One of the biggest events by far on the Cape York Peninsula calendar is the biennial Laura Aboriginal Dance Festival, a three-day event bringing together aboriginal communities from around the Cape to showcase their music, dancing and culture.
While the Laura Dance Festival has been running for 34 years, it has been said that the dance floor may actually be the oldest in the world. Indigenous communities have been coming to this sacred site to dance and pass down stories to the next generation for thousands of years.
You can’t help but feel an incredible connection to their culture and feel honoured to be able to share in it.
The Laura Aboriginal Dance Festival attracts a real eclectic mix of visitors from families, couples and grey nomads through to backpackers, overseas tourists, school groups and locals.
In fact, this year around 4,500 people attended the festival, with most people staying for the entire three days. And with a strict ‘no alcohol or drugs’ policy, the festival atmosphere was joyful and family-friendly.
[headline size=”small” align=”left”]the festival[/headline]
The aboriginal dancing is definitely the biggest attraction of the festival with a large dirt floor arena playing host for each of the indigenous communities to perform.
Performers this year came from communites from all around Cape York including Bamaga, Coen, Hope Vale, Yarrabah, Mapoon, Pormpuraaw, Kowanyama, Mossman, Kuranda, Aurukun, Lockhart River and Djarragun, to name just a few.
The festival also has a range of stalls including food stalls, kid’s craft, clothing, art galleries and helpful community resources. We were amazed to see such a huge variety of food stalls given our location in the middle of the outback.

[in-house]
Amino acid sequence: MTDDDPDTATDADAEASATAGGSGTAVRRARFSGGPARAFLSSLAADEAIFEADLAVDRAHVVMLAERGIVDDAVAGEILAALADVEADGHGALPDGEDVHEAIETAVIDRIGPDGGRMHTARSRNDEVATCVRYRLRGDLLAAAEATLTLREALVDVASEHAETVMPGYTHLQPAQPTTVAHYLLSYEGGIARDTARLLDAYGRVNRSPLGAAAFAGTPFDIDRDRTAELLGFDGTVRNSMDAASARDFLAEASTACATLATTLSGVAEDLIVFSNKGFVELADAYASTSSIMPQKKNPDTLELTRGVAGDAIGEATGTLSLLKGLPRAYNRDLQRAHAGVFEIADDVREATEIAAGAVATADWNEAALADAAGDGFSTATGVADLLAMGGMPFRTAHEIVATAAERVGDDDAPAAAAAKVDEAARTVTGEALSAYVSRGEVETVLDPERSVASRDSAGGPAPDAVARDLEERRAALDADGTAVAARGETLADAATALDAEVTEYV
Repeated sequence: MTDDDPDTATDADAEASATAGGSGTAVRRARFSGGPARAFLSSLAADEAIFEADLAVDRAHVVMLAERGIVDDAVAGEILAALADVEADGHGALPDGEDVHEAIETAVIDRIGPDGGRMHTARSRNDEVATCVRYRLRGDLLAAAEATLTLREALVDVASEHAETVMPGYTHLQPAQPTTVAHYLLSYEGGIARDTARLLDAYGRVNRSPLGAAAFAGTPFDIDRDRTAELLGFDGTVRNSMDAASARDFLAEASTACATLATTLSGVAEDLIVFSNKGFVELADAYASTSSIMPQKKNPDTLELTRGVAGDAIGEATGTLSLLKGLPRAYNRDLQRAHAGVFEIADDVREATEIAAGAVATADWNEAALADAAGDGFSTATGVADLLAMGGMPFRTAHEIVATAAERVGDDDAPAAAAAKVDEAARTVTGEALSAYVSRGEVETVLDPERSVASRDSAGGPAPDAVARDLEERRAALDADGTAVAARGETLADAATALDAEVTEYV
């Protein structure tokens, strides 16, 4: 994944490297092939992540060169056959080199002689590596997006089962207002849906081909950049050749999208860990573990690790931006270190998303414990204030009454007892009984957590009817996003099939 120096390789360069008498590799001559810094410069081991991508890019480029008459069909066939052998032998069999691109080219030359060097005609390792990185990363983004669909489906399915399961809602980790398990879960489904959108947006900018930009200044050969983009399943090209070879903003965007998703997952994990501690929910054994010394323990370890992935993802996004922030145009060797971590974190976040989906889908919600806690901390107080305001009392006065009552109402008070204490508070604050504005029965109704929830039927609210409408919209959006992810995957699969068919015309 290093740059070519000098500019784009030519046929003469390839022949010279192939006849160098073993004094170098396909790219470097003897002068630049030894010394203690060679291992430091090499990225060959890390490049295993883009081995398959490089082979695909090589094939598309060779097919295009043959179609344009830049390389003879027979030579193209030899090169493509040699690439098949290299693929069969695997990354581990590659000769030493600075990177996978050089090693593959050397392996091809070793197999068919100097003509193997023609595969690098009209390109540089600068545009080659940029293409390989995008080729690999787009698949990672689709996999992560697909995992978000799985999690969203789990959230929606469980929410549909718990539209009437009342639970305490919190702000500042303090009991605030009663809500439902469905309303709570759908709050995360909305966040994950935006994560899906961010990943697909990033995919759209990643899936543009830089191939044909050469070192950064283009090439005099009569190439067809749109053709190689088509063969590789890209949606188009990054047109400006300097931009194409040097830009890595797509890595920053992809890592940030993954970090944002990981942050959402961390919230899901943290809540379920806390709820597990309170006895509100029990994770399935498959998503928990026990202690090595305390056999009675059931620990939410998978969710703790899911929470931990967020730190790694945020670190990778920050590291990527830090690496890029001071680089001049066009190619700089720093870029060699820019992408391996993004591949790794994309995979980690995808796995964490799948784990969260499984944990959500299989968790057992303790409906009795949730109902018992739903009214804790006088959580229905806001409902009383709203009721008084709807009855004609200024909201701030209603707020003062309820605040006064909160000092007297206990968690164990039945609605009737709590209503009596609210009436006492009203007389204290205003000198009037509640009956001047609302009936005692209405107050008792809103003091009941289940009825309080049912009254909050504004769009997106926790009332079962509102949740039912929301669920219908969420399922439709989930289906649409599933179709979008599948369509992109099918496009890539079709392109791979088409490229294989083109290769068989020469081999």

The craft stalls had lots of great activities on offer for kids including canvas and boomerang painting, clay to make sculptures, recyclable materials to create art and face painting.
And for the bigger kids there were weaving classes.
[headline size=”small” align=”left”]accommodation at the laura dance festival[/headline]
Realistically there aren’t many other options since there is minimal accommodation available in the actual town itself.
Some people came with hired campervans, camper trailers, tents and swags while others just threw down old mattresses and inflatable lilos.
[headline size=”small” align=”left”]amenities[/headline]
Just to be clear, there are no powered sites or flash amenities at the campground, this is strictly bush-camping, although there are a few eco toilets. Surprisingly there was never a queue for the toilets, considering there were 4,500 people at the festival.
There is also no fresh drinking water so bottles of hand sanitiser hang from surrounding trees and posts near the toilets to wash hands. Seasoned campers won’t bat an eyelid, but if you are used to more luxurious accommodation, you might find it a bit of a culture shock.
Camping at the festival is basically bush camping so you need to take your own drinking water, gas and cooking facilities.
You can have your own campfire but being surrounded by natural bush, it is really important that campers are responsible and always put their fire out
[headline size=”small” align=”left”]travel nq fast facts:[/headline]
- The Laura Dance Festival is held every two years. The next one will be in June 2017.
- Laura is 330 km north of Cairns
- Absolutely NO alcohol or drugs at the festival and bags and vehicles may be searched
- Festival wristbands are to be worn at all times during the festival
- There is a river running behind the campground that is croc-free and a popular swimming hole for festival-goers (but double check prior to swimming)